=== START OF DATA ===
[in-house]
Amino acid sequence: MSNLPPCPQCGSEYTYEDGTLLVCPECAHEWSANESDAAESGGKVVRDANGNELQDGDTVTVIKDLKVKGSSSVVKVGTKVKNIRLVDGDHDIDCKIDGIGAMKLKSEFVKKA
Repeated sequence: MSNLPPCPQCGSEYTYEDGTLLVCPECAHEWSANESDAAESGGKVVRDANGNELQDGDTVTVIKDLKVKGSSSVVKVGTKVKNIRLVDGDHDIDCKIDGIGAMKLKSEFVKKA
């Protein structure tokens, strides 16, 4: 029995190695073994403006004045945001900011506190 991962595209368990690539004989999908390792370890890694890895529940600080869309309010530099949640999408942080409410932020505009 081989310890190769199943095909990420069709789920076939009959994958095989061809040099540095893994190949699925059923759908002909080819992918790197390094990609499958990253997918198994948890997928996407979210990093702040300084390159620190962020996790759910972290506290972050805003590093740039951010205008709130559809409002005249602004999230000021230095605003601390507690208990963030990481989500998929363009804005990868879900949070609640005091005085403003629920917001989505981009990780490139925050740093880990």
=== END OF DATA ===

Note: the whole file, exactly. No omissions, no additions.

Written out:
[in-house]
Amino acid sequence: MSNLPPCPQCGSEYTYEDGTLLVCPECAHEWSANESDAAESGGKVVRDANGNELQDGDTVTVIKDLKVKGSSSVVKVGTKVKNIRLVDGDHDIDCKIDGIGAMKLKSEFVKKA
Repeated sequence: MSNLPPCPQCGSEYTYEDGTLLVCPECAHEWSANESDAAESGGKVVRDANGNELQDGDTVTVIKDLKVKGSSSVVKVGTKVKNIRLVDGDHDIDCKIDGIGAMKLKSEFVKKA
């Protein structure tokens, strides 16, 4: 029995190695073994403006004045945001900011506190 991962595209368990690539004989999908390792370890890694890895529940600080869309309010530099949640999408942080409410932020505009 081989310890190769199943095909990420069709789920076939009959994958095989061809040099540095893994190949699925059923759908002909080819992918790197390094990609499958990253997918198994948890997928996407979210990093702040300084390159620190962020996790759910972290506290972050805003590093740039951010205008709130559809409002005249602004999230000021230095605003601390507690208990963030990481989500998929363009804005990868879900949070609640005091005085403003629920917001989505981009990780490139925050740093880990």